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A possible role of the posterior alpha as a railroad switcher between dorsal and ventral pathways
Suppose you are on your favorite touchscreen device consciously and deliberately deciding emails to read or delete. In other words, you are consciously and intentionally looking, tapping, and swiping. Now suppose that you are doing this while neuroscientists are recording your brain activity. Eventually, the neuroscientists are familiar enough with your brain activity and behavior that they run an experiment with subliminal cues which reveals that your looking, tapping, and swiping seem to be determined by a random switch in your brain. You are not aware of it, or its impact on your decisions or movements. Would these predictions undermine your sense of free will? Some have argued that it should. Although this inference from unreflective and/or random intention mechanisms to free will skepticism, may seem intuitive at first, there are already objections to it. So, even if this thought experiment is plausible, it may not actually undermine our sense of free will.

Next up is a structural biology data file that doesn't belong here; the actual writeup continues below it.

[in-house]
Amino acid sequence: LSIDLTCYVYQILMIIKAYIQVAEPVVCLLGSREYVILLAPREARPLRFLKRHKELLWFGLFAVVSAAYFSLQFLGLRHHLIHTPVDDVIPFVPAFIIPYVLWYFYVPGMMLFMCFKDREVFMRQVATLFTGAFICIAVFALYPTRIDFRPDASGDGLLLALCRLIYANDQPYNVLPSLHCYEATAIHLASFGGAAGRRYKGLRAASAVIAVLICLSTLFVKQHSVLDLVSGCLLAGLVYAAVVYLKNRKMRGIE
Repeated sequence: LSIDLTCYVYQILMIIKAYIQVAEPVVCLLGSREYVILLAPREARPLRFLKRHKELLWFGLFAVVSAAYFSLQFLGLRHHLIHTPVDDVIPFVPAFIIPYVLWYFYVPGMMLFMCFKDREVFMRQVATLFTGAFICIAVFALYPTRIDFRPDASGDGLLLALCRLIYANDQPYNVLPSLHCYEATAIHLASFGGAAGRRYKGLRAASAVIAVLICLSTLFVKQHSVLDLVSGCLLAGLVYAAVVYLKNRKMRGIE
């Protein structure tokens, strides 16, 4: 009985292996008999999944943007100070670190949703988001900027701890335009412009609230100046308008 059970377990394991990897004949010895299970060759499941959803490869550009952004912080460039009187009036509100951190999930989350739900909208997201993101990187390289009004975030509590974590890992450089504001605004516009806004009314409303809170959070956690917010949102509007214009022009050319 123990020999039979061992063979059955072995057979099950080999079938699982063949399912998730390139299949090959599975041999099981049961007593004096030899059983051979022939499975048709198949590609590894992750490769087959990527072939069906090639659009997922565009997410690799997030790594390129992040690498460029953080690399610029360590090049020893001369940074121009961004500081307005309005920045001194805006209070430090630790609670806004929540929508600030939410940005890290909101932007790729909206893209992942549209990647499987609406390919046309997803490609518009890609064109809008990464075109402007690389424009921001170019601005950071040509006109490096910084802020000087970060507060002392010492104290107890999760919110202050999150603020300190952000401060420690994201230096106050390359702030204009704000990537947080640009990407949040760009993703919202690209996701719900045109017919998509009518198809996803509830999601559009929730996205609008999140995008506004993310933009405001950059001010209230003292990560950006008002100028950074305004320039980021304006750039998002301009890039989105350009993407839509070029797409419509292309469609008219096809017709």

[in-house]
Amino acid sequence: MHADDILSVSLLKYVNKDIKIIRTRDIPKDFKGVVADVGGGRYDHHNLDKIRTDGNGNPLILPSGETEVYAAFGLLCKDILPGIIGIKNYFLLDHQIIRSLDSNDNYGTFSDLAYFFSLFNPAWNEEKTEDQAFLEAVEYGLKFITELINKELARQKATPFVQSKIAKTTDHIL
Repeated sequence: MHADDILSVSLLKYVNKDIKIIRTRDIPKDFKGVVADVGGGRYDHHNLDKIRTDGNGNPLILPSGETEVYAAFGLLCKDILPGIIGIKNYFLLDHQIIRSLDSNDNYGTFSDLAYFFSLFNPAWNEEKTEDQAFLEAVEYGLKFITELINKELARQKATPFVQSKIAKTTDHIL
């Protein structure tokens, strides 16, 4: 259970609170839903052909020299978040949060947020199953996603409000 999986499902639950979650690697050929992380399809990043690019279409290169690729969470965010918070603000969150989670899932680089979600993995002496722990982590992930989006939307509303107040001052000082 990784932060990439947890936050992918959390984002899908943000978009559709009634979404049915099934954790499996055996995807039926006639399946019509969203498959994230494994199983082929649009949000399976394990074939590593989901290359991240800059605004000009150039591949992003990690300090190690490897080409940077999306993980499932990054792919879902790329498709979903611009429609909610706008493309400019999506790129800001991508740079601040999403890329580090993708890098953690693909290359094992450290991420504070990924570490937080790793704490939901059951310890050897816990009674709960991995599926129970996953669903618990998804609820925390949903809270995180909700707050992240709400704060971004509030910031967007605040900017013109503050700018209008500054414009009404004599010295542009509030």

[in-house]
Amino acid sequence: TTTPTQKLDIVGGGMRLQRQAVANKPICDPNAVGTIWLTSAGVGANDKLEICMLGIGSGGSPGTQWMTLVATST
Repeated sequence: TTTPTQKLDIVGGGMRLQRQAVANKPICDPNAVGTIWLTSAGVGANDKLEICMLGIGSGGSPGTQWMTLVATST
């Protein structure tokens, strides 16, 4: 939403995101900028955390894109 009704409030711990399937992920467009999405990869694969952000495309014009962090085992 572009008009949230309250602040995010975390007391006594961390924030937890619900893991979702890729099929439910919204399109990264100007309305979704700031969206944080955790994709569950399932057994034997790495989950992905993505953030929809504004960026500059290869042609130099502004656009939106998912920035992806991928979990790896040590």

Jan 10, 2023 09:00 AM in Pacific Time (US and Canada)

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Antonio Ivano Triggiani
Research Scientist @National Institute of Neurological Disorders and Stroke
Nick Byrd
Assistant Professor @Stevens Institute of Technology
Liad Mudrik
Professor @Tel Aviv University
Walter Sinnott-Armstrong
Chauncey Stillman Professor of Practical Ethics @Duke University